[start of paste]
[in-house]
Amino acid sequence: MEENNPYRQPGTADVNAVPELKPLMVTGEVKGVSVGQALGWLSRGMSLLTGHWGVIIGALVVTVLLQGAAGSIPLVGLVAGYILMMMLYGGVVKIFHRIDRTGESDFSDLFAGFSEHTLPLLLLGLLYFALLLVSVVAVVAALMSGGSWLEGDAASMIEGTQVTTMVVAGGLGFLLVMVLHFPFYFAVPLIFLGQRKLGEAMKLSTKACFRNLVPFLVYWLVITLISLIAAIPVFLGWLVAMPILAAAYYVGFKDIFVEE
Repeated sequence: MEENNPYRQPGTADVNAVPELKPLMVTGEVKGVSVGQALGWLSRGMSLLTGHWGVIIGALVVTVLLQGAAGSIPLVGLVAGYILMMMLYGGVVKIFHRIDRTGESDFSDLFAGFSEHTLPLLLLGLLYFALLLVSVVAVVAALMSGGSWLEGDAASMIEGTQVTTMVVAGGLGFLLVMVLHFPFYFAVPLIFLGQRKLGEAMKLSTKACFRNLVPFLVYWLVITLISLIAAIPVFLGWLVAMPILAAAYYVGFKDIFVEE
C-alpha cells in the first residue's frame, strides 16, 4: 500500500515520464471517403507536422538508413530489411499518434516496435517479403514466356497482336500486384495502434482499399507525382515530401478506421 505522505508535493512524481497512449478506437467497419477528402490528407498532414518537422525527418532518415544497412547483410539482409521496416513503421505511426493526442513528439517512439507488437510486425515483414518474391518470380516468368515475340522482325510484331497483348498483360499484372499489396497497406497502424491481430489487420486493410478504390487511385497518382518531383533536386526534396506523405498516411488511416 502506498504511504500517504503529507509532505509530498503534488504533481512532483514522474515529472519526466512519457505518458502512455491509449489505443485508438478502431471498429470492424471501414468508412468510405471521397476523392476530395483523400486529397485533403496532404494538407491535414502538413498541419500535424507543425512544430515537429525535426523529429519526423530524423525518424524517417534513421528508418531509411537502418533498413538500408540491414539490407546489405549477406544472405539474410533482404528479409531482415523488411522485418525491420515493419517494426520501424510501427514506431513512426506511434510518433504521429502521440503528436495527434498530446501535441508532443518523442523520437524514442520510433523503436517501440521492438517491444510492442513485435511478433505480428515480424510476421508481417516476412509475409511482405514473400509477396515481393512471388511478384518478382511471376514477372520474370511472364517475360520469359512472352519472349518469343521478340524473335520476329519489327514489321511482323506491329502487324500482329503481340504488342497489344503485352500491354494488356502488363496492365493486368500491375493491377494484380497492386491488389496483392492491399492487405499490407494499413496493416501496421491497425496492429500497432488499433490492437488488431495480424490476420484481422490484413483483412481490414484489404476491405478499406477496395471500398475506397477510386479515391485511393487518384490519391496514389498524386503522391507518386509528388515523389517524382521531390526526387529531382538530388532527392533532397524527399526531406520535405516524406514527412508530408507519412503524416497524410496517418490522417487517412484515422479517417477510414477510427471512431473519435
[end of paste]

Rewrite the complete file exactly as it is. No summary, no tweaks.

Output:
[in-house]
Amino acid sequence: MEENNPYRQPGTADVNAVPELKPLMVTGEVKGVSVGQALGWLSRGMSLLTGHWGVIIGALVVTVLLQGAAGSIPLVGLVAGYILMMMLYGGVVKIFHRIDRTGESDFSDLFAGFSEHTLPLLLLGLLYFALLLVSVVAVVAALMSGGSWLEGDAASMIEGTQVTTMVVAGGLGFLLVMVLHFPFYFAVPLIFLGQRKLGEAMKLSTKACFRNLVPFLVYWLVITLISLIAAIPVFLGWLVAMPILAAAYYVGFKDIFVEE
Repeated sequence: MEENNPYRQPGTADVNAVPELKPLMVTGEVKGVSVGQALGWLSRGMSLLTGHWGVIIGALVVTVLLQGAAGSIPLVGLVAGYILMMMLYGGVVKIFHRIDRTGESDFSDLFAGFSEHTLPLLLLGLLYFALLLVSVVAVVAALMSGGSWLEGDAASMIEGTQVTTMVVAGGLGFLLVMVLHFPFYFAVPLIFLGQRKLGEAMKLSTKACFRNLVPFLVYWLVITLISLIAAIPVFLGWLVAMPILAAAYYVGFKDIFVEE
C-alpha cells in the first residue's frame, strides 16, 4: 500500500515520464471517403507536422538508413530489411499518434516496435517479403514466356497482336500486384495502434482499399507525382515530401478506421 505522505508535493512524481497512449478506437467497419477528402490528407498532414518537422525527418532518415544497412547483410539482409521496416513503421505511426493526442513528439517512439507488437510486425515483414518474391518470380516468368515475340522482325510484331497483348498483360499484372499489396497497406497502424491481430489487420486493410478504390487511385497518382518531383533536386526534396506523405498516411488511416 502506498504511504500517504503529507509532505509530498503534488504533481512532483514522474515529472519526466512519457505518458502512455491509449489505443485508438478502431471498429470492424471501414468508412468510405471521397476523392476530395483523400486529397485533403496532404494538407491535414502538413498541419500535424507543425512544430515537429525535426523529429519526423530524423525518424524517417534513421528508418531509411537502418533498413538500408540491414539490407546489405549477406544472405539474410533482404528479409531482415523488411522485418525491420515493419517494426520501424510501427514506431513512426506511434510518433504521429502521440503528436495527434498530446501535441508532443518523442523520437524514442520510433523503436517501440521492438517491444510492442513485435511478433505480428515480424510476421508481417516476412509475409511482405514473400509477396515481393512471388511478384518478382511471376514477372520474370511472364517475360520469359512472352519472349518469343521478340524473335520476329519489327514489321511482323506491329502487324500482329503481340504488342497489344503485352500491354494488356502488363496492365493486368500491375493491377494484380497492386491488389496483392492491399492487405499490407494499413496493416501496421491497425496492429500497432488499433490492437488488431495480424490476420484481422490484413483483412481490414484489404476491405478499406477496395471500398475506397477510386479515391485511393487518384490519391496514389498524386503522391507518386509528388515523389517524382521531390526526387529531382538530388532527392533532397524527399526531406520535405516524406514527412508530408507519412503524416497524410496517418490522417487517412484515422479517417477510414477510427471512431473519435